I’ve written about dumping Microsoft before – and I stand by those comments – but the newest outrage from Redmond forces me to it again. I don’t care how “inconvenient” you think it may be, you have to stop enriching Microsoft. NOW.
Yes, I have serious issues with Apple too, but at least Wozniak and Jobs started out as real hackers. Gates was a political monopolist, and it still shows.
What’s Happening Now
The European Digital Rights organization examined these new policies in depth and concluded this:
Summing up these 45 pages, one can say that Microsoft basically grants itself very broad rights to collect everything you do, say, and write with and on your devices in order to sell more targeted advertising or to sell your data to third parties. The company appears to be granting itself the right to share your data either with your consent “or as necessary.”
If you’d like to verify anything, you can find the privacy statement here and the services agreement here.
The Ugly Details
The first detail to mention is that this applies to “Bing, Cortana, MSN, Office, OneDrive, Outlook.com, Skype, Windows, Xbox, and other Microsoft services… Microsoft websites, apps, software, and devices.” So, more or less anything of theirs that you touch.
And of course, they are doing all of this for you! Or at least they say so.
They collect… in their own words:
[Y]our first and last name, email address, postal address, phone number, … passwords, password hints, and similar security information, … your age, gender, country and preferred language, … your location, … the teams you follow, … the stocks you track, … favorite cities, … credit card number and the security code, … items you purchase, the web pages you visit, and the search terms you enter, … IP address, device identifiers, … your contacts and relationships, … your documents, photos, music or video you upload, … subject line and body of email, text or other content of an instant message, audio and video recording of a video message.
And so on.
Now, if you are prepared to jump through a lot of hoops, they say you can opt out of some of this… not that many people will ever do it.
I’m not going to bore you with everything, but I will add just a few more tidbits:
- Windows now has a device encryption feature, but they keep a copy of your recovery key, stored in their (very secure, trust us) “cloud.”
- The also grab “data about the networks you connect to.” I interpret that as, “All your networks are belong to us too.”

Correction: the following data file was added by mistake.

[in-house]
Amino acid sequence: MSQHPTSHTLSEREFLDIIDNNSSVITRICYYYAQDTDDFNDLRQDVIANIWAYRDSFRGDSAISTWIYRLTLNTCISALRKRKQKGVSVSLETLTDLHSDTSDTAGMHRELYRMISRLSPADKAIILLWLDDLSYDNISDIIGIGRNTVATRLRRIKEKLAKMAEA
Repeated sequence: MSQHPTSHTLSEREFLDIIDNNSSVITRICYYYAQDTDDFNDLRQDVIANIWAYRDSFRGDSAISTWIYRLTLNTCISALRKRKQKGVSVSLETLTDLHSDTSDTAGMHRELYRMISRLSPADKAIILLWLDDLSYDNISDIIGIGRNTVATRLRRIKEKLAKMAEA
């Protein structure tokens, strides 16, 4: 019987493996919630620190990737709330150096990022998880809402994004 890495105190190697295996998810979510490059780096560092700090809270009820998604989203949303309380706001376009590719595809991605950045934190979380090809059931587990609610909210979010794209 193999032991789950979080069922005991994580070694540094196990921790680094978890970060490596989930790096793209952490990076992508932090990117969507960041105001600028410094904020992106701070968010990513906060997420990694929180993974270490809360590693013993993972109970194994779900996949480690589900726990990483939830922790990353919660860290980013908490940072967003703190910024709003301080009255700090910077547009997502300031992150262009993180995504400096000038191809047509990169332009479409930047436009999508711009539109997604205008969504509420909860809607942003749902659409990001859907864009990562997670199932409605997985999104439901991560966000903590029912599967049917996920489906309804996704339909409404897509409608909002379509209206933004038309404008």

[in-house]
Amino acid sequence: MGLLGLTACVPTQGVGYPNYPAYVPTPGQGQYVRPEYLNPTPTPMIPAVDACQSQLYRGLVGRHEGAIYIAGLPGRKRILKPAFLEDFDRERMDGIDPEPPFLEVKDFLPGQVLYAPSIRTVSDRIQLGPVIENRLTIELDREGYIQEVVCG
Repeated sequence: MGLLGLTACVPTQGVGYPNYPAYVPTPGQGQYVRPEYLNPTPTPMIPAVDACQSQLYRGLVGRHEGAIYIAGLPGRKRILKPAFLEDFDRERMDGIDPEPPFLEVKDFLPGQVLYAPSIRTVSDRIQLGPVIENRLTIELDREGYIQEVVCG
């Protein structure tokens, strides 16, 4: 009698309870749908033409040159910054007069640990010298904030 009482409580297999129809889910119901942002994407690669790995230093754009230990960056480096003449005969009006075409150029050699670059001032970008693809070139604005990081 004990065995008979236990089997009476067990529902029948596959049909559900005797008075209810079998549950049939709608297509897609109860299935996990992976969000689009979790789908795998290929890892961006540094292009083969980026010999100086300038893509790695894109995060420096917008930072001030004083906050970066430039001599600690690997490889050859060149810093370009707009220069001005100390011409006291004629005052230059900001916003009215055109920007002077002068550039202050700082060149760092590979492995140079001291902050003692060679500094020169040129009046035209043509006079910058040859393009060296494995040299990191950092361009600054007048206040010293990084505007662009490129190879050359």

- “[W]e will access, disclose, and preserve personal data, including your content (such as the content of your emails, other private communications, or files in private folders), when we have a good faith belief that doing so is necessary.” (Their own words!) What that really means is, “We’ll listen in, record what you type, then store it or sell it as we see fit.”
Why Do They Do This?
Fundamentally, there are three reasons they do this:
People are suckers for ‘free.’ For reasons that I won’t go through here, the Internet has been overrun with an expectation that services should be free. That’s impossible, of course, but people want it all the same. So, clever people learned how to do make it possible: by trading in personal information.
And so, being an amoral, money-centric operation, Microsoft is running after the new model. Anything for a buck.
Keeping up with the Zuckerbergs. Google and Facebook became famous, sexy, and powerful playing the “own their private data” game, and Microsoft doesn’t want to be an also-ran. They want to be and remain the big dog. They want their status.
To service their masters. As best I can tell, Microsoft has sucked up to spy agencies and governments from the beginning, and this is just more of the same. A year or so ago, the FBI was complaining about encryption, moaning that it would enable people to “go dark.” These new policies will ensure that it never happens to anyone who uses a Microsoft product. I’m sure the watchers are appreciative.
What Should I do?
Move to Linux. Now.
And no, it’s not too hard. Millions of people use Linux every day, including housewives, children, and grandparents.
The version of Linux I like best is Linux Mint. With it, you can run OpenOffice (also called LibreOffice), which does everything essential that MS Office does. Then get Firefox for a browser and Thunderbird for email, and you’re in business.
A Final Warning
The stealing of your personal data is a much bigger deal than you probably think it is. I devoted an entire issue of my subscription newsletter to this (FMP #59), and I won’t be able to cover it today, but it is a major threat to the future… and the near future.
If you’re even thinking about getting Windows 10, please take a look at these annotated pages of Win 10 documentation. You can enlarge them.